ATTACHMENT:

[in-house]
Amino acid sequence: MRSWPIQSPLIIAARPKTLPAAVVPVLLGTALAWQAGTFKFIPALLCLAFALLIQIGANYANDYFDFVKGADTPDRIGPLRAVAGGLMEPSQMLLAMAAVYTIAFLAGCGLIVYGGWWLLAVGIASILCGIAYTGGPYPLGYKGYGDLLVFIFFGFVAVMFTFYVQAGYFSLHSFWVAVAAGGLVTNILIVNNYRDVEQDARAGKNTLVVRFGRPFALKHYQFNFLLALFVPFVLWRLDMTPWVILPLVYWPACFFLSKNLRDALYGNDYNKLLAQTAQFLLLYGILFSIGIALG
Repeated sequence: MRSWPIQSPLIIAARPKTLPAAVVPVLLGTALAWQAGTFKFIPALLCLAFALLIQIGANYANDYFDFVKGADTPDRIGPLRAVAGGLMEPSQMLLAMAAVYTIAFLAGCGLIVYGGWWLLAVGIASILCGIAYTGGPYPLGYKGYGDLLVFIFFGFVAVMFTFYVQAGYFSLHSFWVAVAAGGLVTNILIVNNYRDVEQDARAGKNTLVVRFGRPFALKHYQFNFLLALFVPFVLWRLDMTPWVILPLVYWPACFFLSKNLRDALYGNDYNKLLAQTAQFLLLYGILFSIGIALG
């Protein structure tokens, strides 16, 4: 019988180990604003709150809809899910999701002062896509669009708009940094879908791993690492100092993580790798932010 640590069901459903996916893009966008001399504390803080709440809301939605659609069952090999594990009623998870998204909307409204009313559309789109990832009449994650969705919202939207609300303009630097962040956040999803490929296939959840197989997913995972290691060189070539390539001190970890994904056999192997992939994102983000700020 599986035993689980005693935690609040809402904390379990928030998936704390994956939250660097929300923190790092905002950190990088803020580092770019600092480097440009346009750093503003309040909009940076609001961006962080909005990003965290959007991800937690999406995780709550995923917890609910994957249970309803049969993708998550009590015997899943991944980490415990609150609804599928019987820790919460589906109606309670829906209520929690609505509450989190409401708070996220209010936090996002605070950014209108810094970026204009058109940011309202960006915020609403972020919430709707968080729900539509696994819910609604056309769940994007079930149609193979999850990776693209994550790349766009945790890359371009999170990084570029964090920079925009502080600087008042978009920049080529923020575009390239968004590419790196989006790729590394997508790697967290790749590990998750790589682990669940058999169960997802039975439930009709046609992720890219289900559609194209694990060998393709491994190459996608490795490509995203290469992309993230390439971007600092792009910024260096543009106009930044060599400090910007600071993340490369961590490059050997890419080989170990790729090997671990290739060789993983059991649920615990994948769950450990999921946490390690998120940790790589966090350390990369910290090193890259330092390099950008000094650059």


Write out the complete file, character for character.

[in-house]
Amino acid sequence: MRSWPIQSPLIIAARPKTLPAAVVPVLLGTALAWQAGTFKFIPALLCLAFALLIQIGANYANDYFDFVKGADTPDRIGPLRAVAGGLMEPSQMLLAMAAVYTIAFLAGCGLIVYGGWWLLAVGIASILCGIAYTGGPYPLGYKGYGDLLVFIFFGFVAVMFTFYVQAGYFSLHSFWVAVAAGGLVTNILIVNNYRDVEQDARAGKNTLVVRFGRPFALKHYQFNFLLALFVPFVLWRLDMTPWVILPLVYWPACFFLSKNLRDALYGNDYNKLLAQTAQFLLLYGILFSIGIALG
Repeated sequence: MRSWPIQSPLIIAARPKTLPAAVVPVLLGTALAWQAGTFKFIPALLCLAFALLIQIGANYANDYFDFVKGADTPDRIGPLRAVAGGLMEPSQMLLAMAAVYTIAFLAGCGLIVYGGWWLLAVGIASILCGIAYTGGPYPLGYKGYGDLLVFIFFGFVAVMFTFYVQAGYFSLHSFWVAVAAGGLVTNILIVNNYRDVEQDARAGKNTLVVRFGRPFALKHYQFNFLLALFVPFVLWRLDMTPWVILPLVYWPACFFLSKNLRDALYGNDYNKLLAQTAQFLLLYGILFSIGIALG
């Protein structure tokens, strides 16, 4: 019988180990604003709150809809899910999701002062896509669009708009940094879908791993690492100092993580790798932010 640590069901459903996916893009966008001399504390803080709440809301939605659609069952090999594990009623998870998204909307409204009313559309789109990832009449994650969705919202939207609300303009630097962040956040999803490929296939959840197989997913995972290691060189070539390539001190970890994904056999192997992939994102983000700020 599986035993689980005693935690609040809402904390379990928030998936704390994956939250660097929300923190790092905002950190990088803020580092770019600092480097440009346009750093503003309040909009940076609001961006962080909005990003965290959007991800937690999406995780709550995923917890609910994957249970309803049969993708998550009590015997899943991944980490415990609150609804599928019987820790919460589906109606309670829906209520929690609505509450989190409401708070996220209010936090996002605070950014209108810094970026204009058109940011309202960006915020609403972020919430709707968080729900539509696994819910609604056309769940994007079930149609193979999850990776693209994550790349766009945790890359371009999170990084570029964090920079925009502080600087008042978009920049080529923020575009390239968004590419790196989006790729590394997508790697967290790749590990998750790589682990669940058999169960997802039975439930009709046609992720890219289900559609194209694990060998393709491994190459996608490795490509995203290469992309993230390439971007600092792009910024260096543009106009930044060599400090910007600071993340490369961590490059050997890419080989170990790729090997671990290739060789993983059991649920615990994948769950450990999921946490390690998120940790790589966090350390990369910290090193890259330092390099950008000094650059």